Background: Pre-cancerous lesions of cervix (cervical intraepithelial neoplasia (CIN)) are usually treated with excisional or ablative procedures. In the UK, the NHS cervical screening guidelines suggest that over 80% of treatments should be performed in an outpatient setting (colposcopy clinics). Furthermore, these guidelines suggest that analgesia should always be given prior to laser or excisional treatments. Currently various pain relief strategies are employed that may reduce pain during these procedures.
Objectives: The aim of this review was to assess whether the administration of pain relief reduced pain during colposcopy treatment and in the postoperative period.
Search methods: We searched the Cochrane Gynaecological Cancer Review Group Specialised Register, Cochrane Central Register of Controlled Trials (CENTRAL - May 2011) (2011, Issue 2), MEDLINE (1950 to May week 2, 2011), EMBASE (1980 to week 20, 2011) for studies of any design relating to analgesia for colposcopic management. We also searched registers of clinical trials, abstracts of scientific meetings, reference lists of included studies and contacted experts in the field.
Selection criteria: Randomised controlled trials (RCTs) that compared all types of pain relief before, during or after outpatient treatment to the cervix, in adult women with CIN undergoing loop excision, laser ablation, laser excision or cryosurgery in an outpatient colposcopy clinic setting.
Data collection and analysis: We independently assessed study eligibility, extracted data and assessed risk of bias. We entered data into RevMan and double checked it for accuracy. Where possible, the results were expressed as mean pain score and standard error of the mean with 95% confidence intervals (CI) and the data were synthesised in a meta-analysis.
Main results: We included 17 RCTs (1567 women) of varying methodological quality in the review. These trials compared a variety of interventions aimed at reducing pain in women who underwent treatment for CIN, including cervical injection with lignocaine alone, lignocaine with adrenaline, prilocaine with felypressin, oral analgesics (non-steroidal anti-inflammatory drugs (NSAIDs)), inhalation analgesia (gas mixture of isoflurane and desflurane), lignocaine spray, cocaine spray, local application of benzocaine gel, lignocaine-prilocaine cream (EMLA cream) and transcutaneous electrical nerve stimulation (TENS).Most comparisons were restricted to single trial analyses and were under-powered to detect differences in pain scores between treatments that may or may not have been present. There was no significant difference in pain relief between women who received local anaesthetic infiltration (lignocaine 2%; administered as a paracervical or direct cervical injection) and a saline placebo (2 trials; 130 women; MD -13.74; 95% CI -34.32 to 6.83). However, when local anaesthetic was combined with a vasoconstrictor agent (one trial used lignocaine combined with adrenaline while the second trial used prilocaine combined with felypressin), significantly less pain (on visual analogue scores) occurred compared with no treatment (2 trials; 95 women; MD -23.73; 95% CI -37.53 to -9.93). Comparing two preparations of local anaesthetic plus vasoconstrictor, prilocaine combined with felypressin did not differ from lignocaine combined with adrenaline for its effect on pain control (1 trial; 200 women; MD -0.05; 95% CI -0.26 to 0.16). Although the mean observed blood loss score was less with lignocaine plus adrenaline (1.33 ± 1.05) as compared with prilocaine plus felypressin (1.74 ± 0.98), the difference was not clinically significant as the overall scores in both groups were low (1 trial; 200 women; MD 0.41; 95% CI 0.13 to 0.69). Inhalation of gas mixture (isoflurane and desflurane) in addition to standard cervical injection with prilocaine plus felypressin resulted in significantly less pain during the LLETZ (loop excision of the transformation zone) procedure (1 trial; 389 women; MD -7.20; 95% CI -12.45 to -1.95). Lignocaine plus ornipressin resulted in significantly less measured blood loss (1 trial; 100 women; MD -8.75; 95% CI -10.43 to -7.07) and a shorter duration of treatment (1 trial; 100 women; MD -7.72; 95% CI -8.49 to -6.95) than cervical infiltration with lignocaine alone.One meta-analysis found no statistically significant difference in pain using visual analogue scores between women who received oral analgesic and those who received placebo (2 trials; 129 women; MD -3.51; 95% CI -10.03 to 3.01; Analysis 6.1).Cocaine spray was associated with significantly less pain (1 trial; 50 women; MD -28; 95% CI -37.86 to -18.14) and blood loss (1 trial; 50 women; MD 0.04; 95% CI 0 to 0.70) than placebo.No serious adverse events were reported in any of the trials and majority of trials were at moderate or high risk of bias (n = 12).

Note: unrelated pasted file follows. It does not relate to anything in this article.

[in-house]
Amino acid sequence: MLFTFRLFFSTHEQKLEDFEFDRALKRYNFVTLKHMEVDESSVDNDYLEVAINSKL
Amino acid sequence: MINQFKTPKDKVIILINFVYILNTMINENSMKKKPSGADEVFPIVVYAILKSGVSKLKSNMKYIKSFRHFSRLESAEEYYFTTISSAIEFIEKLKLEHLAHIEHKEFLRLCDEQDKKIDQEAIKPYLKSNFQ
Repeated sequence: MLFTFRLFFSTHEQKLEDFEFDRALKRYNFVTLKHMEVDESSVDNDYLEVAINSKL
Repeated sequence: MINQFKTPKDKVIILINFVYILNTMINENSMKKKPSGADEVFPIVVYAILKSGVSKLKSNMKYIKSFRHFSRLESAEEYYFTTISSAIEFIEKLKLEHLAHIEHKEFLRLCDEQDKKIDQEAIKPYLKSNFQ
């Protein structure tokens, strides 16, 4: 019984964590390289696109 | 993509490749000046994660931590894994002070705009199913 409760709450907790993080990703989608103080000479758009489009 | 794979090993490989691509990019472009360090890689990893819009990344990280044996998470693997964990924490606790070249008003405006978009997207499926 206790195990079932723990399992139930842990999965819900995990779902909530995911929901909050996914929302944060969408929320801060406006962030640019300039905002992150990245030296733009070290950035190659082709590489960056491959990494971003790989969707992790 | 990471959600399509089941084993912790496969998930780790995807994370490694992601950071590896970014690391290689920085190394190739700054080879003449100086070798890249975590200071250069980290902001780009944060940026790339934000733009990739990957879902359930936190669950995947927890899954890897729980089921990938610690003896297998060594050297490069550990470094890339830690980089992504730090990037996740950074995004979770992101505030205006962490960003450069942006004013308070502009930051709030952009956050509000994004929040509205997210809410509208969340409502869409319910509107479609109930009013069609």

Authors’ conclusions: Based on two small trials, there was no significant difference in pain relief in women receiving oral analgesics compared with placebo or no treatment (129 women; MD -3.51; 95% CI -10.03 to 3.01). We consider this evidence to be of a low to moderate quality. In routine clinical practice, intracervical injection of local anaesthetic with a vasoconstrictor (lignocaine plus adrenaline or prilocaine plus felypressin) appears to be the optimum analgesia for treatment. However, further high-quality, adequately powered trials should be undertaken in order to provide the data necessary to estimate the efficacy of oral analgesics, the optimal route of administration and dose of local anaesthetics.